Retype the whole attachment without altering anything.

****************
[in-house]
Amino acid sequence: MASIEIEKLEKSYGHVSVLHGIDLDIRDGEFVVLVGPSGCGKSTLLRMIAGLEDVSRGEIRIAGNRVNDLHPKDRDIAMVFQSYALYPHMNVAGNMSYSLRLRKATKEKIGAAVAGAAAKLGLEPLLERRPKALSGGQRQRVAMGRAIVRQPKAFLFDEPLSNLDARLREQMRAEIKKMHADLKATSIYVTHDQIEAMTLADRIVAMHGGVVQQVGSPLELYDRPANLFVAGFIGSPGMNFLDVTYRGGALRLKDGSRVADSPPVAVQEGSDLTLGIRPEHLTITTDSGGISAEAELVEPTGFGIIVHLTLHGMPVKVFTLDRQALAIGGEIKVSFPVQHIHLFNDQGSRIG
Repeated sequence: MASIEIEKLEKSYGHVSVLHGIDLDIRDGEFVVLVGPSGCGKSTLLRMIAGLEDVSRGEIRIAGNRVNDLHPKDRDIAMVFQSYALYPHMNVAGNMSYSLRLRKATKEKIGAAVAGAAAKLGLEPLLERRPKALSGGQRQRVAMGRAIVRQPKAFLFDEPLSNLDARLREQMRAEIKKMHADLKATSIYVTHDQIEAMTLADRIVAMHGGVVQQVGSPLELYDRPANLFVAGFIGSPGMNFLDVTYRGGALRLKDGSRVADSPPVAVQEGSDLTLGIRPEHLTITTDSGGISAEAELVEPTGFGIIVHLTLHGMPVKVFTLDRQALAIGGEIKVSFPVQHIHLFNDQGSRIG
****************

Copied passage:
[in-house]
Amino acid sequence: MASIEIEKLEKSYGHVSVLHGIDLDIRDGEFVVLVGPSGCGKSTLLRMIAGLEDVSRGEIRIAGNRVNDLHPKDRDIAMVFQSYALYPHMNVAGNMSYSLRLRKATKEKIGAAVAGAAAKLGLEPLLERRPKALSGGQRQRVAMGRAIVRQPKAFLFDEPLSNLDARLREQMRAEIKKMHADLKATSIYVTHDQIEAMTLADRIVAMHGGVVQQVGSPLELYDRPANLFVAGFIGSPGMNFLDVTYRGGALRLKDGSRVADSPPVAVQEGSDLTLGIRPEHLTITTDSGGISAEAELVEPTGFGIIVHLTLHGMPVKVFTLDRQALAIGGEIKVSFPVQHIHLFNDQGSRIG
Repeated sequence: MASIEIEKLEKSYGHVSVLHGIDLDIRDGEFVVLVGPSGCGKSTLLRMIAGLEDVSRGEIRIAGNRVNDLHPKDRDIAMVFQSYALYPHMNVAGNMSYSLRLRKATKEKIGAAVAGAAAKLGLEPLLERRPKALSGGQRQRVAMGRAIVRQPKAFLFDEPLSNLDARLREQMRAEIKKMHADLKATSIYVTHDQIEAMTLADRIVAMHGGVVQQVGSPLELYDRPANLFVAGFIGSPGMNFLDVTYRGGALRLKDGSRVADSPPVAVQEGSDLTLGIRPEHLTITTDSGGISAEAELVEPTGFGIIVHLTLHGMPVKVFTLDRQALAIGGEIKVSFPVQHIHLFNDQGSRIG